Famous Rescued Thomas Fire Rabbit Released to Wild

One of the most viral, heartwarming – and controversial – images from the historic and tragic Thomas fire in Southern California last month was the video of the young man who stopped his car and risked his life to save a rabbit from the flames.

With the fire dangerously close to the Ventura County road and vehicles speeding behind him, the young man can be seen running toward the flames, silhouetted against the orange smoke. He appears to panic for a few seconds, holding his head as he jumps up and down.

“I was going crazy because she was screaming,” the rabbit rescuer, later identified as Caleb Wadnan, told Inside Edition.

Wadnan dropped to his knees and crawled to the rabbit, scooping her up and holding her against his chest.

He drove the rabbit to California Wildlife Center, a nonprofit medical care and rehabilitation facility located in Malibu.

Many people, myself included, were touched by what Wadnan did and consider him to be a hero. But wildlife experts advise against helping wild animals like the rabbit in distress. She may even have been running through the flames in an effort to protect her babies, LiveScience speculated.

“Fire or no fire, just let the animals be,” California Fish and Wildlife spokesperson Peter Tira told the San Francisco Chronicle.

According to a 2000 study by the U.S. Forest Service, small animals that live in burrows, like the rabbit Wadnan rescued, can survive wildfires by staying underground, as long as the holes are well ventilated.

Deer, foxes, rabbits and other wild animals must deal with fires constantly, Tira said, and they have a natural ability to be able to adapt to these disasters.

While it’s impossible to know whether the rabbit would have survived if Wadnan hadn’t intervened, one thing is certain: Because of his compassionate act, the rabbit’s burned ears and foot were able to be treated.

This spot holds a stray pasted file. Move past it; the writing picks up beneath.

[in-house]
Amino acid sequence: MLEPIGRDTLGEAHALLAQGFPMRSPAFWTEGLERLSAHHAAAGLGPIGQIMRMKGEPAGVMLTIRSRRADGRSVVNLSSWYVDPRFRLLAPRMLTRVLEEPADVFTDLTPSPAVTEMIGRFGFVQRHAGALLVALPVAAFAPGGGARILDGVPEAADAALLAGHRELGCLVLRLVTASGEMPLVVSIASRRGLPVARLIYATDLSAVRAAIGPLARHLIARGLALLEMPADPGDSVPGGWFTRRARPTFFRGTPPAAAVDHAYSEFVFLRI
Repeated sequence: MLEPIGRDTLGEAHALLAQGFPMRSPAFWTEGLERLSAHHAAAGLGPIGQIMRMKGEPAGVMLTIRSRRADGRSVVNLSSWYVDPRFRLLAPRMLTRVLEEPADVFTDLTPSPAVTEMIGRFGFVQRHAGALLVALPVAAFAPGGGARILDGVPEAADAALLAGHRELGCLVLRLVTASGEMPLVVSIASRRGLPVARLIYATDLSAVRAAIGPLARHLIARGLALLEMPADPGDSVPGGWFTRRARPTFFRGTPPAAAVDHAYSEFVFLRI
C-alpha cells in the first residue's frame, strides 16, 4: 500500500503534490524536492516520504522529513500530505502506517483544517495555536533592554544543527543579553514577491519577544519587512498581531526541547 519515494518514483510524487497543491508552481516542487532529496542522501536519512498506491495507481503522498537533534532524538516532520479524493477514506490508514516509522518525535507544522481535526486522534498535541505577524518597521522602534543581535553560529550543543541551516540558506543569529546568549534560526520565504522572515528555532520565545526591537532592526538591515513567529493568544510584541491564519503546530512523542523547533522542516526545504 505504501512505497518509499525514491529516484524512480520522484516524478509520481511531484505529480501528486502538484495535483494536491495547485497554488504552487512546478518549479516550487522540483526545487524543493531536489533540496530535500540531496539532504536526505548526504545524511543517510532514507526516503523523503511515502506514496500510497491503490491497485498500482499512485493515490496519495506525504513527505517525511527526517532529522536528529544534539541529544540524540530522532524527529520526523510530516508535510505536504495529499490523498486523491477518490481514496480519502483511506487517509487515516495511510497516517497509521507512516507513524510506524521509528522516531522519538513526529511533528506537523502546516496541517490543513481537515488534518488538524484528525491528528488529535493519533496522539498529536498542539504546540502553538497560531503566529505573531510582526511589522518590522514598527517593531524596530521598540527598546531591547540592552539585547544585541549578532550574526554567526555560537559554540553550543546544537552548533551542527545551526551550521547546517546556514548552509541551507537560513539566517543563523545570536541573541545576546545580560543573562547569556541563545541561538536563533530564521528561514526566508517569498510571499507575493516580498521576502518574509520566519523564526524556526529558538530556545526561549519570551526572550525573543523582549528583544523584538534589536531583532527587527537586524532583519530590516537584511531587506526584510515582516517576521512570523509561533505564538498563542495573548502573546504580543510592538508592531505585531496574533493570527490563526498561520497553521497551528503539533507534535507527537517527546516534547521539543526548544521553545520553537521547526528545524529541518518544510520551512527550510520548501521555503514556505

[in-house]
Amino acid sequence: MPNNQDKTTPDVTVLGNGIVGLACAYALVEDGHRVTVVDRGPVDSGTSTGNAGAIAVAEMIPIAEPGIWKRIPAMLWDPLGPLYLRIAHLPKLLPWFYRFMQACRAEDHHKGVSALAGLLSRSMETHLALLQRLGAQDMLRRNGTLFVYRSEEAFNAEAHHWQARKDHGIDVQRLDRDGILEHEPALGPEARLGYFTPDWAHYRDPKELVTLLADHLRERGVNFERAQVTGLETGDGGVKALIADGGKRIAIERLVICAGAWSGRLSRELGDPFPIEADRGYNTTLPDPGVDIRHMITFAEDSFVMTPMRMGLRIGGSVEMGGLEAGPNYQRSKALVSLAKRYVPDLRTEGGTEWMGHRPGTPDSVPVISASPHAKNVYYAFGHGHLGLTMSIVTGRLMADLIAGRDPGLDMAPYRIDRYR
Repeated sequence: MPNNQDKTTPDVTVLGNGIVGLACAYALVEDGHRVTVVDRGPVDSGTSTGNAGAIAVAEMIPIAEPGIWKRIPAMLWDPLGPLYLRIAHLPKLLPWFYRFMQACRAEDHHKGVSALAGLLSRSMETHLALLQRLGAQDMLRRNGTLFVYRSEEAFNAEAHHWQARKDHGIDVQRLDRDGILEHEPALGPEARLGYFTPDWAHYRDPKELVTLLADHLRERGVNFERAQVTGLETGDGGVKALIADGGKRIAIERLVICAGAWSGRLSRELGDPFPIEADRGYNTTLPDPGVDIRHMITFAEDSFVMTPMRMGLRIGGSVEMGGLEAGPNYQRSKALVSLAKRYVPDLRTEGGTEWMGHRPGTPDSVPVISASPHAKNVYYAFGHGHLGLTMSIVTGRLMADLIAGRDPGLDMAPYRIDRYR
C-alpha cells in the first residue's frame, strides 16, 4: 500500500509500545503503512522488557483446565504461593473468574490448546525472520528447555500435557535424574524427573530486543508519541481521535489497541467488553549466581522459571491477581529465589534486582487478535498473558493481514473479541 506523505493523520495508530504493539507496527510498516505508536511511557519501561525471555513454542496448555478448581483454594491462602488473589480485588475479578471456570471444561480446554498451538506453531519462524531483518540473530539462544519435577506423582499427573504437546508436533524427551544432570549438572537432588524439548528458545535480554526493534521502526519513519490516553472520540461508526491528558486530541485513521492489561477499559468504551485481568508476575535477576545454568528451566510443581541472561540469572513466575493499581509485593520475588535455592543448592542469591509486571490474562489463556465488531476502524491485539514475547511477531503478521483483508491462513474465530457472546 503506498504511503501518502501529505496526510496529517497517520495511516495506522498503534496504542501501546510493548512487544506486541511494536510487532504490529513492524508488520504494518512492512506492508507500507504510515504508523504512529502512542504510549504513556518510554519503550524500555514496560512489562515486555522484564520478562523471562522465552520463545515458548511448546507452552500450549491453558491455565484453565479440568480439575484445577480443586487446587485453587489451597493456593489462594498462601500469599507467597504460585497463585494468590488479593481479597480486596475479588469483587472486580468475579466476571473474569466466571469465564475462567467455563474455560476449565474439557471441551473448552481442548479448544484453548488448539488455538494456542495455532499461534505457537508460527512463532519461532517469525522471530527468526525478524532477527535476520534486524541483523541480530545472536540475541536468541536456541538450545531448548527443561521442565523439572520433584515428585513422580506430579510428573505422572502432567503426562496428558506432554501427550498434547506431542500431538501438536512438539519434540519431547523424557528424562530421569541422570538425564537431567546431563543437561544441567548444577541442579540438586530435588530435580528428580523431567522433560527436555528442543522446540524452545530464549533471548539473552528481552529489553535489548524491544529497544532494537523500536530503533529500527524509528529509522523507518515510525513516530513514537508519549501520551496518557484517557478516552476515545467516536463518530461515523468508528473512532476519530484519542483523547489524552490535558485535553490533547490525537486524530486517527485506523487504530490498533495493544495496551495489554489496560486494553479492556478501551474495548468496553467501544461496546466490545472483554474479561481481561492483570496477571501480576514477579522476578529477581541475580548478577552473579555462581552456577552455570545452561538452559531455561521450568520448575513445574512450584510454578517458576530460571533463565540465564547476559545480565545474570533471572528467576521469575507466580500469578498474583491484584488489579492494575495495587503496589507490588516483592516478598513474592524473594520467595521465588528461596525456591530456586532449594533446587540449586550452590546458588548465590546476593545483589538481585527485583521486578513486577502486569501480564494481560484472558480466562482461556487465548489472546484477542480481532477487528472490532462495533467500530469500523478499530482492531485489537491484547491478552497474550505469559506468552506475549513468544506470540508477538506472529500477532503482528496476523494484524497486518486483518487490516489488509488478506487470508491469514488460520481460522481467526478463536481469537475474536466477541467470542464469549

“This rabbit needed to get medical attention,” Dr. Duane Tom, director of animal care at CWC, told Inside Edition.

A week or so after Wadnan brought the rabbit to CWC, she was eating, gaining weight and very active. “The rabbit suffered severe burns to parts of her ears, which has killed the tissue. She will most likely need to have the dead tissue surgically removed from her ears,” CWC wrote on Facebook. “This will not hurt her hearing as she will retain the basic shape of her ears and she can still move them and direct them to pick up sounds.”

A toe on one of the rabbit’s front feet was also burned, CWC wrote, but the injury didn’t affect her ability to hop around.

After the burned tissue was surgically removed, the rabbit’s wounds quickly healed. “Throughout her recovery, she remained alert and active,” the CWC wrote in a Facebook post Jan. 17. She received a clean bill of health and approval to be released.

About five weeks after Wadnan brought her there, CWC returned the rabbit to the wild. Her hopping off to freedom was captured on video.

“While she couldn’t be returned to her exact location due to the deforestation and lack of vegetation, she was released in a nearby area that had plenty of food, water and shelter,” CWC wrote on Facebook.

If you, like Wadnan, saw a rabbit running near a fire, would you have done the same thing he did? Please leave a comment below, and check out these important tips about how to help wild animals during wildfire season.

Photo credit: ABC7/YouTube

196 comments

KimJ ManyIssues
KimJ M14 days ago

Yfs

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KimJ ManyIssues
KimJ M14 days ago

Yfs

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KimJ ManyIssues
KimJ M14 days ago

Tfs

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KimJ ManyIssues
KimJ M14 days ago

Tfs

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KimJ ManyIssues
KimJ M14 days ago

If only everyone had a heart like Caleb Wadnan...

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Leo Custer
Leo C19 days ago

Thank you for sharing!

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Nancy B
Nancy B19 days ago

thanks

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Janis K
Janis K19 days ago

Thanks for sharing.

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Marija M
Marija M19 days ago

Kudos to this wonderful man.

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Bilgimann A

"https://www.bilgimann.com

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